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Rethinking British fruit and veg supplies

Remember when UK salad supplies ran short and Thérèse Coffey, the Environment Secretary, told us to eat turnips? She was right that we should all be eating more seasonally, but she didn’t say that it’s possible to access a wide range of seasonal vegetables year-round – we just need better routes to market for our farmers and growers, argues Rebecca Laughton in this guest blog.

Edible futures. Credit:

Edible futures. Credit:

Problems with the food system

We are reliant on imports for 43% of vegetables and 85% on fruit, much of which comes from countries who are struggling with water scarcity related to climate change(1). Many British growers are choosing to reduce the acreage of vegetables and fruit they grow, due to a combination of labour shortages, cost price increases (energy, fertiliser, packaging, and transport) and the small margins they receive from supermarkets)(2). Over 90% of UK food supply is controlled by nine supermarkets and the power resulting from such market consolidation means that farmers often get less than 1% of profit(3). The supermarket model entrenches the junk food cycle and the poorest are experiencing highest food price inflationary rises, driving people to choose unhealthy high fat, salt, and sugary foods, which are cheaper per calorie than fresh fruit and vegetables.  Health conditions, related to unhealthy diets, are costing the government £18billion each year(4). Diets that are low in vegetables and legumes are associated with 18,000 premature deaths in the UK each year(5).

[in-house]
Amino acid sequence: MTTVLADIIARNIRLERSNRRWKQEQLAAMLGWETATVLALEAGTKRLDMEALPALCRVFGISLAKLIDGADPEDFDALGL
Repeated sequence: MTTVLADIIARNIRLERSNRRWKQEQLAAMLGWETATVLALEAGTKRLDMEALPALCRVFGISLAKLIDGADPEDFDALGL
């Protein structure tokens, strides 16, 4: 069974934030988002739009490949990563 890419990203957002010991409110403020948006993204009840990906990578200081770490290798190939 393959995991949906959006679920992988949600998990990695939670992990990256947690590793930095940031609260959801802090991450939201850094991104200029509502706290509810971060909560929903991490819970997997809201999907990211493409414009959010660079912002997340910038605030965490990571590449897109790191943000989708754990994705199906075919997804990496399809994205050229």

We need more regionalised supply chains

It is time we took a fresh look at how we grow, distribute, and choose our vegetables and fruit. Food choices are complex, and it is important to balance the need to wean ourselves off exotic treats with the need for our diverse population to access culturally appropriate foods (some of which can be grown here, while others cannot). The Landworkers’ Alliance (LWA), a union of agroecological farmers and growers, is working towards a vision of a more regionalised supply system, based on Growing Communities’ model of “The Food Zones”.  Imagine every city and town is supplied by concentric circles of urban, peri-urban and rural hinterland agroecological producers, supplying 60% of fruit and vegetables, supplemented by organic produce bought from wholesalers trading produce from the rest of Britain, as well as Europe and further afield.  We could reduce our reliance on imports down to 20%, while enjoying greater connection to the land and those who grow our produce. We would even start helping at a local farm as a volunteer or part-time worker, developing horticultural skills, de-stressing from the rest of our lives and feeling part of a community working towards the common goal of healthy, sustainable food production. There would also be opportunities to attend farm walks, take part in harvest events or seasonal cooking courses. 

Such food systems already exist in pockets around the UK and are addressing some of the problems inherent in the mainstream food system. Agroecological production focusses on working with nature rather than excluding it. Many organic market gardens are carbon negative and growers get a better return for their produce. A recent report found that for every pound spent on organic fruit and vegetable bags at Growing Communities in Hackney, £3.73 is generated in health benefits for customers, better financial returns and job security for farmers, and environmental stewardship(6). An all year round of seasonal supply of tasty, agroecological, fresh produce also evens out labour demands, giving people year-round, skilled employment. While British workers are not attracted to seasonal work on large scale vegetable and fruit farms, many young people want to work in organic horticulture due to the opportunity it provides to work outside doing something positive for society and the environment.